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[music] Really, why do we have to even bother checking endpoints?

So, let's suppose that I want to find the maximum-minimum values of this function f

of x equals x minus x cubed. That function, f, if I considered on the

whole real line, doesn't achieve a maximum or minimum value.

F of x is really negative if x is really positive.

And conversely, f of x is really positive if x is really negative.

True enough. So, let's ask a better question.

What if I want to maximize and minimize this function on the closed interval for

minus 3 to 3? This is now a continuous function on a

closed bounded interval. So, the extreme value theorem guarantees

that I'll be successful, right? It guarantees that there is some input

which minimizes this function's value and some input which maximizes this function's

value on this interval. I'll begin by listing off the critical

points for this function. So, I'll differentiate this function,

right? And if I differentiate that function, the

derivative of x is 1, and the derivative of minus x cubed is minus 3 x squared.

Alright, so, there's the derivative. I'm looking for places where the

derivative is equal to 0, or the derivative doesn't exist.

Well, this function is differentiable everywhere.

So, there's no critical points where the derivative doesn't exist.

But there are going to be some places where the derivative is equal to 0.

Let's find them now. So, I'm trying to solve this equation.

I'll add 3x squared to both sides, I'm really trying to solve the equation, 1

equals 3x squared. Divide both sides by 3, so now, I'm trying

to solve the equation 1 3rd equals x squared.

Now, I'll take a square root of both sides and I'll find that x is equal to the

square root of a third or maybe negative the square root of a third, so I'll write

x is plus or minus the square root of a third.

These are the two critical points for this function.

Oh, I'm also going to be careful to list the endpoints.

And we'll see why we have to. So, here are the points that I should

check, right? I should check the critical points, and I

just found those two critical points. Negative square root of a third, and

positive square root of a third. And I also want to check the endpoints,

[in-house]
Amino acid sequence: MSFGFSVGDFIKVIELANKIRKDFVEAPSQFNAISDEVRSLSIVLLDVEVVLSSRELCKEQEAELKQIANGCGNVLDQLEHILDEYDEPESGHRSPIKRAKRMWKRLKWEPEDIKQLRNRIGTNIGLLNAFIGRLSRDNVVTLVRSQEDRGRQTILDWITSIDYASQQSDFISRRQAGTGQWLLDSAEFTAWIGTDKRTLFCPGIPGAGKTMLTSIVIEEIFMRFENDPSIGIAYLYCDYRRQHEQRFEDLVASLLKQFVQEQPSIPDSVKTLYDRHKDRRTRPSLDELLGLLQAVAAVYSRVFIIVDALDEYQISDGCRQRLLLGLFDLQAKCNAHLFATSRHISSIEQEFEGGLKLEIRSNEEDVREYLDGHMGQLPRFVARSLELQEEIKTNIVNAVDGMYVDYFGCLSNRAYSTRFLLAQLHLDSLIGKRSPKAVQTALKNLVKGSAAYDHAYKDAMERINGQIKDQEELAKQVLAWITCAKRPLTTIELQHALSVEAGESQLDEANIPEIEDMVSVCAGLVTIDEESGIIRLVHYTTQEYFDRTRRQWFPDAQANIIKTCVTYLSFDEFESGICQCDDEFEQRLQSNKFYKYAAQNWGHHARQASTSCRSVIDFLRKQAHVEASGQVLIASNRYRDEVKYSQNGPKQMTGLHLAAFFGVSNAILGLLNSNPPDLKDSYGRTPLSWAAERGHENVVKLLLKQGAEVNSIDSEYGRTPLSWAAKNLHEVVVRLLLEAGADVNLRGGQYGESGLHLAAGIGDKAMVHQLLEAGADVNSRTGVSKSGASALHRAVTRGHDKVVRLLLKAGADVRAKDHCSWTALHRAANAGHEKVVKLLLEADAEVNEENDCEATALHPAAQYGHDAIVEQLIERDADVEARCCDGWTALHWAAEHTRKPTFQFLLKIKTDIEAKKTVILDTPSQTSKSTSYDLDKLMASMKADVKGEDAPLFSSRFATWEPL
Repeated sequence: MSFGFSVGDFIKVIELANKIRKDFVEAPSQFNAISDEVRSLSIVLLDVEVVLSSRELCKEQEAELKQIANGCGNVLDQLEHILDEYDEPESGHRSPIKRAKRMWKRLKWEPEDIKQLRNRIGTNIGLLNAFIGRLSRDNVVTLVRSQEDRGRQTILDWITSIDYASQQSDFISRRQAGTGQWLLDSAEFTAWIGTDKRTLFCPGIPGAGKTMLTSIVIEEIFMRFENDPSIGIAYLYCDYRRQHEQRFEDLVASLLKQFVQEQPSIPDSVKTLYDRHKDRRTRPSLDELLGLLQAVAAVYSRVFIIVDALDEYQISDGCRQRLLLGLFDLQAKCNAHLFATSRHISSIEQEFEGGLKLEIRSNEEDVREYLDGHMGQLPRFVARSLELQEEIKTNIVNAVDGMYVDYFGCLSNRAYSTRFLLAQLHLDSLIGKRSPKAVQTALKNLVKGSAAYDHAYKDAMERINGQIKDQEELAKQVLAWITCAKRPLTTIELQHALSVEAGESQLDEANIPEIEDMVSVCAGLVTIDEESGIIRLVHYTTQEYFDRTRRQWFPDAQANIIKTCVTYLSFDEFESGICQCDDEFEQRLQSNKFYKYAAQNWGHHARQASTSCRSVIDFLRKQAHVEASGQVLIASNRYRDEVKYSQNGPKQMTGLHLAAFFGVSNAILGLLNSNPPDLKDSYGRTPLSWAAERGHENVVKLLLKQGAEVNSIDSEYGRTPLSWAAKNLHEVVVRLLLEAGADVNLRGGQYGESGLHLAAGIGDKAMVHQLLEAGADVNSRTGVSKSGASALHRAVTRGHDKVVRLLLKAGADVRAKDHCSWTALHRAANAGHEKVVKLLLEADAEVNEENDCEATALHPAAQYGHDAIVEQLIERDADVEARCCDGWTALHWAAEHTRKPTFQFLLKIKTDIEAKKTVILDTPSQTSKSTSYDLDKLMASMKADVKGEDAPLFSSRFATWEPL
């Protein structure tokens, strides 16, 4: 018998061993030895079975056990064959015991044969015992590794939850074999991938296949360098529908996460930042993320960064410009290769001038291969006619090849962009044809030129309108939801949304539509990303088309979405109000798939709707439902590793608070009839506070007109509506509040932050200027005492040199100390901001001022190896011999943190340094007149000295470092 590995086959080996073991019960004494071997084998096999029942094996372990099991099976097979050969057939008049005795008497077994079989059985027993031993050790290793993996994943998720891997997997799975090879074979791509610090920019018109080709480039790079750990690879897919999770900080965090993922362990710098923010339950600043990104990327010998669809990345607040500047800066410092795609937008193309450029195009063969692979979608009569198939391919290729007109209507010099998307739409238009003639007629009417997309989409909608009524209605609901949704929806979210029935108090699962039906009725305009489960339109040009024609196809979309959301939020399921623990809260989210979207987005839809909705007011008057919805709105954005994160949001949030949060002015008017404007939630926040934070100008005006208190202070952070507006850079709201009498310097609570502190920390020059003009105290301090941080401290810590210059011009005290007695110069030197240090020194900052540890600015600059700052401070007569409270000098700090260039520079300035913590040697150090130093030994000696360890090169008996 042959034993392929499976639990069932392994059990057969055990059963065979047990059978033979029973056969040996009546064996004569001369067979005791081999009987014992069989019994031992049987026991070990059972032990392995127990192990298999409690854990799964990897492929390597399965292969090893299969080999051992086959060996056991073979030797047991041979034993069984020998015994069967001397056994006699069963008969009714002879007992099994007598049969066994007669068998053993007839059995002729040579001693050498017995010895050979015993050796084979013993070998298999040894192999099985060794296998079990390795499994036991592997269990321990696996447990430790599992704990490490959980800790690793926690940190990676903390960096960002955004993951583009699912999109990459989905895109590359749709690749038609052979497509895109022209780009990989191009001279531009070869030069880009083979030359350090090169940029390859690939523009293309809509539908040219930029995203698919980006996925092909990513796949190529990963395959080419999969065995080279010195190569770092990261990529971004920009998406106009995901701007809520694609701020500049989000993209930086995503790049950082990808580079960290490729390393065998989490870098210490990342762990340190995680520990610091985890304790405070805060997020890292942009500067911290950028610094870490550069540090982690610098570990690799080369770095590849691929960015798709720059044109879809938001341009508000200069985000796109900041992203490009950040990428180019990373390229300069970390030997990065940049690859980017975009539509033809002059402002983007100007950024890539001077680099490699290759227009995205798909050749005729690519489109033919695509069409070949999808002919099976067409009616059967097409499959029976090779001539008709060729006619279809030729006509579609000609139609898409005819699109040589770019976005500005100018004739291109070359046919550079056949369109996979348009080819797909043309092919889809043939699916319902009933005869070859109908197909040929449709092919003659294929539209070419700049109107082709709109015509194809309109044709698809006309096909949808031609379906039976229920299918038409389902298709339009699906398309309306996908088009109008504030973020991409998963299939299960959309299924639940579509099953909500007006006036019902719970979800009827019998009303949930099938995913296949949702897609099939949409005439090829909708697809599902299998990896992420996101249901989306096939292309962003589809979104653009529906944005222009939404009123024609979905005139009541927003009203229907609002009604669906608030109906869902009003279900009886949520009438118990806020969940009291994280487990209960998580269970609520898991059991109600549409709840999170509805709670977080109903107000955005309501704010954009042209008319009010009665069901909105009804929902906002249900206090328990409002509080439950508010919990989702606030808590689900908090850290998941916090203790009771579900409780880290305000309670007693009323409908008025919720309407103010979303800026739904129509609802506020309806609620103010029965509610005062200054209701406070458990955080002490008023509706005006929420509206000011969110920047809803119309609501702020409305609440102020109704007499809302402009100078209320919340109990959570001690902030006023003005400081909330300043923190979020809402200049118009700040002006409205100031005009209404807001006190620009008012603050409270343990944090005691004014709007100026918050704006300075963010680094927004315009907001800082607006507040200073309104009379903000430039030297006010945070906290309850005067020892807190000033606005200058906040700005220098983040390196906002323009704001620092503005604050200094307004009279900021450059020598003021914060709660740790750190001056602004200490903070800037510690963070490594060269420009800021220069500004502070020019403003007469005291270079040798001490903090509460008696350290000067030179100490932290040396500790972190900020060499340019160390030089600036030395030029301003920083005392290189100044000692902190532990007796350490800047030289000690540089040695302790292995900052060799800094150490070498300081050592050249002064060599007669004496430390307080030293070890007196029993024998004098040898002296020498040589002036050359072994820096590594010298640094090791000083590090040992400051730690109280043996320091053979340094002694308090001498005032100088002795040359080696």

right? And my original question is asking me to

maximize and minimize this function on this interval, which includes the endpoint

minus 3 and the endpoint 3. So, I'm going to include those on the list

of points to check. So, where does this continuous function

achieve its maximum value? And where does this continuous function

achieve its minimum value on the given domain?

So, let's go ahead and just evaluate the function at those four points.

Here are the endpoints, minus 3 and 3, and the critical points plus or minus the

square root of a third. And when I evaluate the function at these

points, what do I find? Well, I find that the largest output

occurs when x is negative 3. And the smallest, the most negative output

occurs when x is equal to 3. At these critical points, the outputs, you

know, in size no bigger than 1, it's about 0.38.

What nightmarish scenario would've ensued had I forgotten to include the endpoints?

Well, here's the danger, right? This is actually what I'm saying.

I'm saying that if x is in this closed interval, then the largest value of the

function occurs when x is equal to minus 3, and the smallest value occurs when x is

equal to 3. If I hadn't included the endpoints in my

chart, I would have been fooled into thinking that the largest output of this

function was 0.38. But on this interval, on this closed

interval between minus 3 and 3, the largest output actually occurs at this

endpoint. The upshot to all of these, is that the

endpoints are, in some sense, critical points.

Standing at an endpoint, you can't wiggle freely, so you really can't differentiate

when you're standing at an endpoint. And a place where you can't differentiate

that's one of the critical points.